Nonmedical Attributes Tied to Later Kidney Transplant Waits
African-Americans less likely to be wait-listed; higher income positively associated with wait-listing.
(HealthDay News) -- Nonmedical factors affect racial disparities in kidney transplant (KT) wait-listing, according to a study presented at the annual meeting of the American Society of Nephrology, being held Oct. 31 to Nov. 5 in New Orleans.
Yue-Harn Ng, MD, from the University of New Mexico in Albuquerque, and colleagues assessed racial differences in the relationship between nonmedical (e.g., cultural, psychosocial, knowledge) factors and KT wait-listing among a longitudinal cohort of 1057 patients referred for KT evaluation.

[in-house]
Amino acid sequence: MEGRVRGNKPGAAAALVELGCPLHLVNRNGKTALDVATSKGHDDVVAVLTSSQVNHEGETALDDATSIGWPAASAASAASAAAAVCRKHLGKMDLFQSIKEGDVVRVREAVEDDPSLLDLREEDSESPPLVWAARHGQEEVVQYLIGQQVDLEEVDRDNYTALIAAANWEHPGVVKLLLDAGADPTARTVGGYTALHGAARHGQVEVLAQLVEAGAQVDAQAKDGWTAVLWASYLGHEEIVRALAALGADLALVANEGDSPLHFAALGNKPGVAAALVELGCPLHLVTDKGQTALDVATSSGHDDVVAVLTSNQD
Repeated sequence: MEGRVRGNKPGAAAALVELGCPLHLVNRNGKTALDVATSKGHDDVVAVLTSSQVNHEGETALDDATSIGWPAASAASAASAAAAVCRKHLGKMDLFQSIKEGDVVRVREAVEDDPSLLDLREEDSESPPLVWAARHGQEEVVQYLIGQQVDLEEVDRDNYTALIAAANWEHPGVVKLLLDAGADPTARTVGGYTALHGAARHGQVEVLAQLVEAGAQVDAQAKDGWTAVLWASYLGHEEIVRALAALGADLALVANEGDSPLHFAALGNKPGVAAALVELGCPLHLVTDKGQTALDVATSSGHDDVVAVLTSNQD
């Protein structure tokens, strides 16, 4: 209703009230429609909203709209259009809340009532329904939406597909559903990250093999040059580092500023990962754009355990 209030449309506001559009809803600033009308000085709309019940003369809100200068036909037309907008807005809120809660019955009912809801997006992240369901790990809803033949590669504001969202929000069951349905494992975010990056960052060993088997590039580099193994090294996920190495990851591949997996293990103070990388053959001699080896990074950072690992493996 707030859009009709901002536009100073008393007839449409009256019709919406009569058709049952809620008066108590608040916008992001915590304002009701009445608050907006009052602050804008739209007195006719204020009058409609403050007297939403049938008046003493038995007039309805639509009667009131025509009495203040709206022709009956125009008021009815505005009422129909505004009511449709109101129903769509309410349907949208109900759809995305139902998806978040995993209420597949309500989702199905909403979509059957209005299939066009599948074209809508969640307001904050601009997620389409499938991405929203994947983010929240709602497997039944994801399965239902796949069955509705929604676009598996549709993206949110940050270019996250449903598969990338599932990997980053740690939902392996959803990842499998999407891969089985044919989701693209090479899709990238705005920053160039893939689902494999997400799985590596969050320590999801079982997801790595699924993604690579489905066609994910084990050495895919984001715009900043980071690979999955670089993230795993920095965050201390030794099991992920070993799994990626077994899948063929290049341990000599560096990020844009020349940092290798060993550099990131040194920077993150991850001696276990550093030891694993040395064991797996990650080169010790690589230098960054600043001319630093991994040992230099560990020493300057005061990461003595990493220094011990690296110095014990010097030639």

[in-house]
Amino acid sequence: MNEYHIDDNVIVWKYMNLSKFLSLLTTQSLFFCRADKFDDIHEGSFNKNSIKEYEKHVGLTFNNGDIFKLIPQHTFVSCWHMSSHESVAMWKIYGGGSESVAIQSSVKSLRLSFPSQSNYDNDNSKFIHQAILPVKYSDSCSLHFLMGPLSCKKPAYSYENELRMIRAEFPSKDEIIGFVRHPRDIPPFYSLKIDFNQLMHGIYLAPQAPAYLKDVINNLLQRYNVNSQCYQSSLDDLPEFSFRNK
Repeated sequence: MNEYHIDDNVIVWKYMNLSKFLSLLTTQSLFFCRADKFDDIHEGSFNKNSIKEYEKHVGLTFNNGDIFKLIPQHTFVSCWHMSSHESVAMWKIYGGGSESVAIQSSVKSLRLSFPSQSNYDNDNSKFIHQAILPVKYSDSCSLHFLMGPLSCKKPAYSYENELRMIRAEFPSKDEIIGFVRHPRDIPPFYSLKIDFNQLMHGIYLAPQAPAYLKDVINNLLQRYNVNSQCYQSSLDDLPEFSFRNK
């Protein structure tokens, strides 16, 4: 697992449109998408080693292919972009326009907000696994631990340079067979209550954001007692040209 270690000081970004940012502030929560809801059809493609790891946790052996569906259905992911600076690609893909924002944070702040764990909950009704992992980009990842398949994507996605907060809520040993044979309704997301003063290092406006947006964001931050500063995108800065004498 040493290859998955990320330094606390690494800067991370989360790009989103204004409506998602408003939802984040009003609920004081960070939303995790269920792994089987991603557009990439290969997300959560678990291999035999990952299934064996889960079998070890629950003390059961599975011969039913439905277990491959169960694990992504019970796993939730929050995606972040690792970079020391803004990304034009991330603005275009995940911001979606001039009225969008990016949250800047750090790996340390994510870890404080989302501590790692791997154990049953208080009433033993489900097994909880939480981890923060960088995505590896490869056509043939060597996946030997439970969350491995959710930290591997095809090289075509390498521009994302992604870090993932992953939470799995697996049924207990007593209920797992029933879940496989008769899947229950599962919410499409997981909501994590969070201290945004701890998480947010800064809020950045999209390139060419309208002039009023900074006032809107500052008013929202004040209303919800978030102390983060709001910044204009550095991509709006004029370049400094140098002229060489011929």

The researchers found significant racial differences in baseline characteristics. African-Americans were less likely to be wait-listed compared to whites, both with and without propensity weight adjustment. This disparity was seen in those who waited more than 100 days to be wait-listed. There was a positive association between wait-listing and nonmedical factors including transplant knowledge, income, and having live donors. Age, comorbidities, low socioeconomic status, and being on dialysis were negatively associated with waiting fewer than 100 days to be wait-listed. For those who waited more than 100 days, trust in physicians, family loyalty, and social support were positively associated with wait-listing, while being African-American was negatively associated with wait-listing.
"Developing interventions targeting cultural and psychosocial factors that put patients at greater risk for later wait-listing may promote equal access to KT," conclude the authors.